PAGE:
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Culture, cuisine come together in classroom

New cooking classes for youth just a slice of $300K response to North End food assessment

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Hers will be an unenviable job, getting kids to not only make their greens, but eat them too.

So, Lissie Rappaport will mix together a little creativity with culture when she begins a series of weekly after-school cooking classes geared for inner-city youth at the Turtle Island Neighbourhood Centre in Lord Selkirk Park beginning Thurs., May 30.

From Aboriginal to Afghani to South Asian cuisines, the classes will focus on purchasing and cooking healthy food by creating traditional fusion meals, all in the name of building food literacy at an early age.

"We’ll be making foods that are healthy but also tying in cultural elements to make it interesting for kids . . . depending on who the participants are," said Rappaport, North End co-ordinator for Our Food Our Health Our Culture, a Food Matters Manitoba initiative behind the class.

"For older youth, knowledge around cooking is a way to take ownership of their lives. For younger kids, it’s an exposure to healthy food and having them see where their food is coming from and build a connection to that food through cooking."

The Thursday evening classes are just a small part of a four-year, $300,000 funding package the Public Health Agency of Canada granted to Food Matters Manitoba earlier this year for Our Food Our Health Our Culture. It aims to address food security shortfalls Food Matters found following its North End Food Assessment in 2010.

The assessment did much to confirm the so-called "food desert" that exists in the community, defined by little or no access to grocery stores selling foods needed to maintain a healthy diet.

The assessment did much to confirm the so-called "food desert" that exists in the community, defined by little or no access to grocery stores selling foods needed to maintain a healthy diet.

In fact, the survey counted more than 60 convenience stores, far outweighing the number of larger scale grocery stores. The survey found convenience stores selling a limited selection of food, in particular fresh fruits and vegetables, coupled with jaw-dropping prices: at some stores, apples cost 75% more than at chain grocery stores, chicken 50% more, cheese 70% more, and milk up to 23% more expensive.

It’s little wonder then that 81% of the community surveyed said fruits and veggies were too expensive, while 88% said meat was too expensive. More than 62% said they cut their grocery budgets to pay rent or utilities instead.

"There are huge barriers to accessing food in the North End," Rappaport said.

"That has everything to do with affordability, accessibility and infrastructure that’s there."

For a community with large rates of poverty, it has resulted in a charity model of food delivery for North Enders, where food banks and meal programs are increasingly being relied on to fill empty stomachs.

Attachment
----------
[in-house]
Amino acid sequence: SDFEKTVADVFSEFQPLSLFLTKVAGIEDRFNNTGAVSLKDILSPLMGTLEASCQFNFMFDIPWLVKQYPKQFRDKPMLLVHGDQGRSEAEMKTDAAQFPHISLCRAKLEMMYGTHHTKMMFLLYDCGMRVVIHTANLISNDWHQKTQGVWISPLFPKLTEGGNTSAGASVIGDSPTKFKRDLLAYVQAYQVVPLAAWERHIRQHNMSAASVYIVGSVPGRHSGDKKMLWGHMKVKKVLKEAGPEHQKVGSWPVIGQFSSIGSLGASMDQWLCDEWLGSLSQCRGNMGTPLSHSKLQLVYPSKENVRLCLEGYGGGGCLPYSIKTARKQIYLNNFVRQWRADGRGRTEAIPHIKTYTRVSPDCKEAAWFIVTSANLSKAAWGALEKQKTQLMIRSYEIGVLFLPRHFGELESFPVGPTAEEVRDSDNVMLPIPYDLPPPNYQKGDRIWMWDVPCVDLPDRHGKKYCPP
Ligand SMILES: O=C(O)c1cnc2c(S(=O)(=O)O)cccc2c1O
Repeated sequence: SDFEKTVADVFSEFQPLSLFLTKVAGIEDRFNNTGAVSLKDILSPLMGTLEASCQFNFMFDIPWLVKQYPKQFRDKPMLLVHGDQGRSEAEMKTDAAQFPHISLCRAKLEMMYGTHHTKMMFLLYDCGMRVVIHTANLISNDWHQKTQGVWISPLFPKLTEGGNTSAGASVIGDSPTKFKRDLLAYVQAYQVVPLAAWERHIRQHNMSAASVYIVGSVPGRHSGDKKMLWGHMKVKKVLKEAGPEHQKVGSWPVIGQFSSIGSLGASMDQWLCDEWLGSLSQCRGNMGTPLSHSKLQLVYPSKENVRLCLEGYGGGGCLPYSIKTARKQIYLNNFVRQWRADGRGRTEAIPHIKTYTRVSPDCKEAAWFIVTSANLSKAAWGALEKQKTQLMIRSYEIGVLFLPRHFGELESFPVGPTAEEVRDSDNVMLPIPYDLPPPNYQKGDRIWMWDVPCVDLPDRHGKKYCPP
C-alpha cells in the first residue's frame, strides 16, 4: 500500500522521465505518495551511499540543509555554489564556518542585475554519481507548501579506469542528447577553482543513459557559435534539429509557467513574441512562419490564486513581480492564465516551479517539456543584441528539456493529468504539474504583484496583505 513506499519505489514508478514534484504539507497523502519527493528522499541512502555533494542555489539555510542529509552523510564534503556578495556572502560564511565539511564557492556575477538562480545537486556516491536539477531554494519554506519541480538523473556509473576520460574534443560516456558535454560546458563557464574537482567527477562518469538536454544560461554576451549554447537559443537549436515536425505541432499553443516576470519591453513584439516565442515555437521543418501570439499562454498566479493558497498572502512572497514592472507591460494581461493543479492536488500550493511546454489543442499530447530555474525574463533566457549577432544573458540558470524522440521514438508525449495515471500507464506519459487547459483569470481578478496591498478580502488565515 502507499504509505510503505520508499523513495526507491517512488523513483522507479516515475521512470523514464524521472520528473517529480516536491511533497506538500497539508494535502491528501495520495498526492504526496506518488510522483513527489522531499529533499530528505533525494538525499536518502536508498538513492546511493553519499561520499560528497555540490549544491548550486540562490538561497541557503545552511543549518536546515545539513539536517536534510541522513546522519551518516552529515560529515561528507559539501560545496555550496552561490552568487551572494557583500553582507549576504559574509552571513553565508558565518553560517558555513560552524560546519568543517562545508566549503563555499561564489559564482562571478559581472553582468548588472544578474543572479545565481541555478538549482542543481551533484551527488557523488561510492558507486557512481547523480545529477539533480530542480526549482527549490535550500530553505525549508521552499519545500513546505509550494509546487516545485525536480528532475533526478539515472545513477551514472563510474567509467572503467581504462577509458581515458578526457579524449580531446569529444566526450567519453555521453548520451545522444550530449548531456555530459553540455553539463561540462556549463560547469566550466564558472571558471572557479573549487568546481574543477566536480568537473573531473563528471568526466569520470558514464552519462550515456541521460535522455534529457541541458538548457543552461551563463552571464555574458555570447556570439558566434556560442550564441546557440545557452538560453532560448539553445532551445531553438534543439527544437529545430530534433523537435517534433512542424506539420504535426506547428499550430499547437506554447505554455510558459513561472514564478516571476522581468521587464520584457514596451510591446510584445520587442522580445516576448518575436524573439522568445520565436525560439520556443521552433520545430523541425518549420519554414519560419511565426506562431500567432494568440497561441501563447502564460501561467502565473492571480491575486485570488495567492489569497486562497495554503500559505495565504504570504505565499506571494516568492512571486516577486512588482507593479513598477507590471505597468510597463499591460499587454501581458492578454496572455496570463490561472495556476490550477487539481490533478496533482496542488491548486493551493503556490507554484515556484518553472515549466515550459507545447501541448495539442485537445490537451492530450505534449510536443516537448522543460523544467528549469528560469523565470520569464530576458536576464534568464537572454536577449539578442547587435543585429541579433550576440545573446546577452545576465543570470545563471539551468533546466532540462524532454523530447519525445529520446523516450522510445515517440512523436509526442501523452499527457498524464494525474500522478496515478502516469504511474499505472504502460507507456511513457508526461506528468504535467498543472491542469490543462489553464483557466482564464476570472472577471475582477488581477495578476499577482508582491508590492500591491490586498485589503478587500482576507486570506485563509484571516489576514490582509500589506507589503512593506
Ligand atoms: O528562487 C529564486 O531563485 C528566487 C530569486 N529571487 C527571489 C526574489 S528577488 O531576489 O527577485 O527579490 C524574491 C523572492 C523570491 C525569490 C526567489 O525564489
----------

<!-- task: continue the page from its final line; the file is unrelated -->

"What we’re trying to move forward with is empowering people not to be relying on handouts," Rappaport said.

"We want to empower people to have the skills and knowledge to take control of their food choices and where and how they get food."

The cooking classes for youth are just one of 50 recommendations the assessment made to try to move the North End toward a more sustainable model of social enterprise and private investment.

Food Matters Manitoba will be using some of its funding to develop a curriculum for community groups, dubbed Community Tables, with aboriginal dietician Monica Sinclair, Rappaport said.

"The idea behind the program is that ideally, after groups participate, they take steps to developing healthy food policies for their organization," she said.

The money will also be used to work with North End stores to develop a system that allows corner stores to offer a wider range of healthy food at lower prices, Rappaport said.

Back at Turtle Island, up to 80 kids show up on the average evening, with up to 120 on busy nights, said facility supervisor Chris Lagimodiere. The cooking classes will be a first for the centre, which offers a range of art programming, a powwow club, and various sports programs.

"Healthy eating and living is part of creating the holistic child," Lagimodiere said.

"It’s very important to their development, both mentally and physically, and takes them a long way to preparing their own lunches or taking care of their siblings."

The classes are just one small part of helping youth in Lord Selkirk Park find a passion to chase as a career, Lagimodiere added.

"It allows them to be a part of something, opens up opportunities to them," he said.

"Maybe they’ll realize cooking is something they like doing, and they might want to work towards working in a restaurant."

For more, visit ourfoodhealthculture.com or www.foodmattersmanitoba.ca.

matt.preprost@canstarnews.com

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Twitter: @timesWPG

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